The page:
I get to all the restaurants as much as I can. Having learnt to cook many south east Asian dishes in cookery schools I took out there, I am able to step into the kitchen and cook on the small plates section for a few hours. Everyone forgets I’m there after a while and I can support the team, and it’s then I really see what’s going on, how we can improve and evolve. There’s also a lot of meetings with my site managers, menu development, social media and online promotion and expansion. I can work most days of the week and put in a lot of hours but I’m still there for my young family as my time is flexible.
And how do you relax on your days off?
I like to cook at home, play five-a-side footie and hang out with the family. My four kids keep me occupied. I also enjoy going out in Manchester, having a boogie when I can. I love the fun element to the city. I’m a naturalised Manc and we don’t take ourselves too seriously.
What is the best advice you have been given or can give?
You have to listen. Not looking for what you want to hear from your team, suppliers and customers, but actually listening. It achieves so much. I also like Steve Jobs ‘stay hungry, stay foolish.’ Hungry to do better, to be better, but not taking yourself too seriously
If things hadn’t worked out, what else could you have seen yourself doing?
If it hadn’t been for the IRA bomb in 1996, I would probably never have found the site on Albert Square. I had been offered an accountancy job in Jakarta so I would probably be doing that over there.
Tell us one thing about yourself people might be surprised to hear
Me and a group of friends danced for twelve hours solid at Festival No 6 this year.
Red or Blue?
Neither. I’m a Leeds fan although my son’s a Blue.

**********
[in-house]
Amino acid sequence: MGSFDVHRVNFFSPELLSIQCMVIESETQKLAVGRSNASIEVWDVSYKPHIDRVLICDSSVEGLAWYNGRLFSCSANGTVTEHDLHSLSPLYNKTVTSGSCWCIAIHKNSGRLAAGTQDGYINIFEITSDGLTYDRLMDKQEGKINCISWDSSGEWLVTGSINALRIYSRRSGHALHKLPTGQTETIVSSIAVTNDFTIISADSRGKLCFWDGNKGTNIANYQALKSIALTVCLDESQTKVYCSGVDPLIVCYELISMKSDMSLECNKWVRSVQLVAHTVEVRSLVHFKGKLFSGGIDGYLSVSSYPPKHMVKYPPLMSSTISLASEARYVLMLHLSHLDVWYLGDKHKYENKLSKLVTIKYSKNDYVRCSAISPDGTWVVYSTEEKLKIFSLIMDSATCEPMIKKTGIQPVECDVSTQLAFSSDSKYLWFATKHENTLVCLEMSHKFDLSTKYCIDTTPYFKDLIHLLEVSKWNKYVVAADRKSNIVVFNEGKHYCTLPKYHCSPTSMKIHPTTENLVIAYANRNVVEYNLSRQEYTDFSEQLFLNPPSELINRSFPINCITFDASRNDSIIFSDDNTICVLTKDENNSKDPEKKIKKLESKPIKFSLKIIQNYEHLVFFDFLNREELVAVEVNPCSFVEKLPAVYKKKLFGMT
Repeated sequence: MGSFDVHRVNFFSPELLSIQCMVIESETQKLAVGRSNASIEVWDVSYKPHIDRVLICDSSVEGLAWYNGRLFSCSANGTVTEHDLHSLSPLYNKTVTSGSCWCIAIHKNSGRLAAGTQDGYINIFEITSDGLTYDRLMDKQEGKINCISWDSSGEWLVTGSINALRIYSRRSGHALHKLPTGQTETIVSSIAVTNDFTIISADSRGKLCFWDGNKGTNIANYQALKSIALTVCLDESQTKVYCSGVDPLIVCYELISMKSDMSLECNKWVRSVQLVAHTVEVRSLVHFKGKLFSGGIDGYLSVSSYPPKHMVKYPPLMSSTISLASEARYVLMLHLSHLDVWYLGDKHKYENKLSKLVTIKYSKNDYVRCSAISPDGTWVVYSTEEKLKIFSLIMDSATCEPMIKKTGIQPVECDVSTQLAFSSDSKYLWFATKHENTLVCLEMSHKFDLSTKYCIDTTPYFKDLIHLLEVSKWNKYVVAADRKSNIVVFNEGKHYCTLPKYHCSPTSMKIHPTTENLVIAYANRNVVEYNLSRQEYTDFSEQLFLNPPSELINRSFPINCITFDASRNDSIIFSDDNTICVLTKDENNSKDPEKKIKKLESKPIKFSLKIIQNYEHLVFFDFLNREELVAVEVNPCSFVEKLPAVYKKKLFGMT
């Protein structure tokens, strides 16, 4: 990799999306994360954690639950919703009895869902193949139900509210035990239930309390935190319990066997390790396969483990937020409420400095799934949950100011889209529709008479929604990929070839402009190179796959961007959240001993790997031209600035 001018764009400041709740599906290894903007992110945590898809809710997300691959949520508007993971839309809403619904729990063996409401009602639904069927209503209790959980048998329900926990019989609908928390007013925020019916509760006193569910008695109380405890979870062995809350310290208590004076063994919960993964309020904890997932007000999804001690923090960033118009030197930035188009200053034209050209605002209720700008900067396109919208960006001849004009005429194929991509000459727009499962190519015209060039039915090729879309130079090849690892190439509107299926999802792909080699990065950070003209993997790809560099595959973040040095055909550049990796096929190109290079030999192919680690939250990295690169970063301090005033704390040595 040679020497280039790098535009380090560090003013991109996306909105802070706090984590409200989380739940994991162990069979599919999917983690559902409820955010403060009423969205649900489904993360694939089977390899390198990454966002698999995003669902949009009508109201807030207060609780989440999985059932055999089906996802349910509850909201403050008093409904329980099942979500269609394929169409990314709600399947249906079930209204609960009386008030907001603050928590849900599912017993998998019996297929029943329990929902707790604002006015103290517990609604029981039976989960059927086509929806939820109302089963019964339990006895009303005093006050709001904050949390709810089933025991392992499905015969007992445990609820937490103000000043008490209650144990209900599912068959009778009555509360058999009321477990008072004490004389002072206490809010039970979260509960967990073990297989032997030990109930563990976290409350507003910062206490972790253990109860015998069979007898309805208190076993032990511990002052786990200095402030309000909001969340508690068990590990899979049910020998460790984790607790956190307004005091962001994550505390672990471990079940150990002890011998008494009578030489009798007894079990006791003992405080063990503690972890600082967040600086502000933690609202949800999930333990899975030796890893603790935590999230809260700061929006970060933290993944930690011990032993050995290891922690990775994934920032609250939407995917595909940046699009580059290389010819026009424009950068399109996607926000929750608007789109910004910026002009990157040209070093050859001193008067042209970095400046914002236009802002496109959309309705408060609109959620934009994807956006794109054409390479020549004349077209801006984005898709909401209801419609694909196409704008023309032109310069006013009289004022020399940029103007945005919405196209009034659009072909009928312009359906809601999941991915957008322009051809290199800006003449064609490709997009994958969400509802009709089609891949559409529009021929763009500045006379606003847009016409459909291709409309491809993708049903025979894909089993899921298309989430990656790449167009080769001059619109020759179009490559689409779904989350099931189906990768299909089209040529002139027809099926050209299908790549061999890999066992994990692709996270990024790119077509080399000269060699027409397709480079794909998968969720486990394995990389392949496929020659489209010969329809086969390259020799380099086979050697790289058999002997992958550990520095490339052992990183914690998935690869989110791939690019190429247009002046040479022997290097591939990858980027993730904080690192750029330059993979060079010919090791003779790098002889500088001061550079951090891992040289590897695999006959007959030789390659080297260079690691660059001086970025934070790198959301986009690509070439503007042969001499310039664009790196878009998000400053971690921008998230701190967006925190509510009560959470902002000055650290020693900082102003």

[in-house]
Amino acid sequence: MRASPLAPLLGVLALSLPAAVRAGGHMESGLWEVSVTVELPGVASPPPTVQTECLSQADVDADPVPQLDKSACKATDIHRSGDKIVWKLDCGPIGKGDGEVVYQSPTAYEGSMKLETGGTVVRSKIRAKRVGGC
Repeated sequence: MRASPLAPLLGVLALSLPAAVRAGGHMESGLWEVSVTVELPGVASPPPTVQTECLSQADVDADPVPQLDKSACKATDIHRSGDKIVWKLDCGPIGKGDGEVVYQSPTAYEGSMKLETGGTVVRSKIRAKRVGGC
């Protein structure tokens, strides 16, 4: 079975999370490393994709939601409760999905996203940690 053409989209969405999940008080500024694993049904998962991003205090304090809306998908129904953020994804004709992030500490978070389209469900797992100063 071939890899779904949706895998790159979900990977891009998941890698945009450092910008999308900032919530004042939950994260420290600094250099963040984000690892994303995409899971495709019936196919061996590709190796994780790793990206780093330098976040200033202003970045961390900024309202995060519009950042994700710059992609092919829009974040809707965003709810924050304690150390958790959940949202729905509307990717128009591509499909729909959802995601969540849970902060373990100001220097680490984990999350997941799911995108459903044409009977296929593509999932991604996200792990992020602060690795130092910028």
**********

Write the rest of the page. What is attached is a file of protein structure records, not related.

Name your three favourite places in Manchester
The Refuge as there’s nothing else like it. I like the fact they had the courage to bring in a couple of local lads as they provide a vibe in Manchester that is there but hasn’t been represented like this before. Albert Square – the council are great at utilising the space and there’s always something happening, whether it be the Food & Drink Festival, Manchester International Festival, the Christmas Markets or the Jazz Festival. Such a great events space and a great vibe when eating and drinking outside there. And Manchester Art Gallery, where so much of the work reflects Manchester’s history. I love the paintings by Adolphe Valette and would like one of those if I ever left here as a reminder. The familiarity is astonishing.
If you could change one thing about Manchester, what would it be?
The never ending building work of tram extensions. It will be incredible once it’s finished but the last three years have been a nightmare. It also depresses me Manchester is so anti-car. It puts people off coming into the city. It’s easier to park in London than it is here.
And finally, what do you love most about Manchester?
The why not attitude. The fact we don’t take ourselves too seriously. And the healthy bickering. There are cultural differences with bickering. Other cities are so much more reserved whereas Mancs don’t give a XXXX. Just look at Coronation Street and the Gallaghers. One song sums it up for me – Fools Gold. There’s beauty on our doorstep, but it’s global in reach.